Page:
The 21 Principles of Tarot – XIV

Tarot Principles 14

XIV. You Do Not Need to Know Everything


Tarot is an imitation of life in as much as life is an imitation of reality.

In a reading we can see the map laid out, but it will always be incomplete.

Tarot allows us to make a map of the map.

So, we might wonder from every reading, what new land has been revealed.

Remember then, from the very beginning, to look as far as you can, knowing that you cannot see everything.

This will never be any different, from the beginning to the end.


Extended Commentary

There is always something new to learn in that the universe is a process of radical enquiry. The landscape of the soul is revealed in relationship to reality through the illustrations of the tarot. It neither predicts nor prescribes, it is only a presumption. At the very least, the cards offer us a constraint, a check and a challenge. They may highlight the resources and signpost us to the lessons. But it is up to us to travel, to do, to act, to go. There is a reason there are 21 principles and not 22.



Today we have several simple practices which are recommended to be done quickly and in sequence, without too much preparation.

As we do not need to know everything, and some things will always be tempered by our ability and experience, we can simply practice for fun.

Exercise 1


Shuffle Your Deck, thinking, “Tell me something funny”.

Select a card. Look at it, note it, perhaps consider what it is saying.

Return it to the deck and carry out exercise 2.

Example 1

10 of Wands

10 of Wands: The funny thing is that the more you carry, the less likely you are to know where you’re going.

Exercise 2


Shuffle your Deck, passing it from one hand to the other like a flow of water.

Think, “What is best and what is worst right now?”

Take two cards, top and bottom and look at them.

Note them.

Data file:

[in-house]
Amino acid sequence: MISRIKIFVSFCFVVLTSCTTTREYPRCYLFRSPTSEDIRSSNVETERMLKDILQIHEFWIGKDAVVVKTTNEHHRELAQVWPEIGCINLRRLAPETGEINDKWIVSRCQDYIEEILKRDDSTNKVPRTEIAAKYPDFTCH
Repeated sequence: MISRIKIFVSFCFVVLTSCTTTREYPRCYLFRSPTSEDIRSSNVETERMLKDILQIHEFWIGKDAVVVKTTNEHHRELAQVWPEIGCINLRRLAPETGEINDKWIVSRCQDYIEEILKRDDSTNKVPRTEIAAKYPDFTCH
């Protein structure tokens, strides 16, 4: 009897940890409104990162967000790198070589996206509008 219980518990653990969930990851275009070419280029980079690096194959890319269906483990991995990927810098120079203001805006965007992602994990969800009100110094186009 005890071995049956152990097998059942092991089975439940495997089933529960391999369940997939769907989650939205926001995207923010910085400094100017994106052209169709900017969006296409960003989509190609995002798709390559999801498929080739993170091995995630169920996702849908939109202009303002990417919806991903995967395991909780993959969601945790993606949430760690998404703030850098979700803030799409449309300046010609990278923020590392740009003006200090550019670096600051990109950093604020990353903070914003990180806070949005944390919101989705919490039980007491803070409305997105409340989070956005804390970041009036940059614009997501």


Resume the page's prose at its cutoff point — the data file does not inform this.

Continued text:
Perhaps consider whether they answer the question immediately.

Compare whether they are Court Cards, Minors or Majors, and if that tells you anything else immediately.

Return the two cards to the deck and carry out exercise 3.

Example 2

Best and Worst Cards

3 of Wands & 5 of Swords: The best thing is that your plans are set in motion but the worst thing is that it opens you up to failure.

Exercise 3


Shuffle your Deck, passing it from hand to hand.

Think, “What is Question I have not Asked and What is the Answer?”

Select the top card from the deck and consider it as a question.

Is it one you had not thought to ask?

Turn the deck upside-down and look at the bottom card.

Consider it the answer.

Does it answer the unthought question?

Example 3

Example 3aExample 3bExample 3c

4 of Cups & 9 of Cups: You need to ask a question about what you are ignoring and the answer to that is – your own happiness.

Exercise 4


Shuffle your Deck, considering that we sometimes have two conflicting parts of ourselves.

Turn the cards over one at a time until you have a Court Card.

Lay out the Court Card and continue turning the pile until you have a second Court Card.

Lay the two Court Cards side by side.

Look at them during the day.

At night, consider both of them before you go to sleep.

Perhaps consider them in a relationship. What would that be like?

Record any dreams in the morning or your general feeling when you look at the two cards in the fresh light of the morning.

Notice any changes in your own attitude or behaviour – no matter how apparently insignificant or obvious – during the day.

Also notice any strange occurrences.

Example 4

Example 4

King of Swords & Queen of Pentacles: A contrast or complement of Cutting & Nurturing.




Perform these exercises as a flow and as play, whilst remaining aware they can be powerful and significant.


Intermediate/Advanced Exercise


Continue to shuffle.

Think, “Tell me a New Exercise that I could do with the Tarot”.

Draw 2 Cards and spend time developing a whole new way of working with your cards from the suggestion of the two cards.

You can draw a third card if required for further inspiration.

This method produced the Fourth Exercise.


Example Intermediate Exercise

I drew the Queen of Wands and the Knight of Swords, so I thought to develop an exercise using two Court cards. I drew a third card and it suggested a sleeping figure, so I felt that the exercise should involve sleeping on it. This led to the development of Exercise 4.

In this way, we can map the map and continue to explore a limitless world in which we can never know everything.

Each of the 21 Principles will build together and give you absolute confidence in reading tarot in three weeks.

This exercise is a modification of one of the fifty exercises found in Tarosophy: Tarot to Engage Life, Not Escape it.

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